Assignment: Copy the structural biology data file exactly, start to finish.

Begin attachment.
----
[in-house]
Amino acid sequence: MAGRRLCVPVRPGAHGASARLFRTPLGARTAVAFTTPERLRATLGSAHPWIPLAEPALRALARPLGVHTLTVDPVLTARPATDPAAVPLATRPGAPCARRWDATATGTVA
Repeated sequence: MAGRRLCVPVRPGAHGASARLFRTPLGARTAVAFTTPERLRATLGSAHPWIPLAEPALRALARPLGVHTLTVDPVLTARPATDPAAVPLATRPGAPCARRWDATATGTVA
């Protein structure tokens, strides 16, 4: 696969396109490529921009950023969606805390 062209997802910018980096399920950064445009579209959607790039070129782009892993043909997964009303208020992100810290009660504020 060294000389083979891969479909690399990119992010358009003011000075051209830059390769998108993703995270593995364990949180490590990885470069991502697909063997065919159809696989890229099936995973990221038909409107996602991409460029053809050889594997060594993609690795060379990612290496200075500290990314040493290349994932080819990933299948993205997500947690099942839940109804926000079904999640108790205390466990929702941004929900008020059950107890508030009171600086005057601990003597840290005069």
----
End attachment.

[in-house]
Amino acid sequence: MAGRRLCVPVRPGAHGASARLFRTPLGARTAVAFTTPERLRATLGSAHPWIPLAEPALRALARPLGVHTLTVDPVLTARPATDPAAVPLATRPGAPCARRWDATATGTVA
Repeated sequence: MAGRRLCVPVRPGAHGASARLFRTPLGARTAVAFTTPERLRATLGSAHPWIPLAEPALRALARPLGVHTLTVDPVLTARPATDPAAVPLATRPGAPCARRWDATATGTVA
């Protein structure tokens, strides 16, 4: 696969396109490529921009950023969606805390 062209997802910018980096399920950064445009579209959607790039070129782009892993043909997964009303208020992100810290009660504020 060294000389083979891969479909690399990119992010358009003011000075051209830059390769998108993703995270593995364990949180490590990885470069991502697909063997065919159809696989890229099936995973990221038909409107996602991409460029053809050889594997060594993609690795060379990612290496200075500290990314040493290349994932080819990933299948993205997500947690099942839940109804926000079904999640108790205390466990929702941004929900008020059950107890508030009171600086005057601990003597840290005069």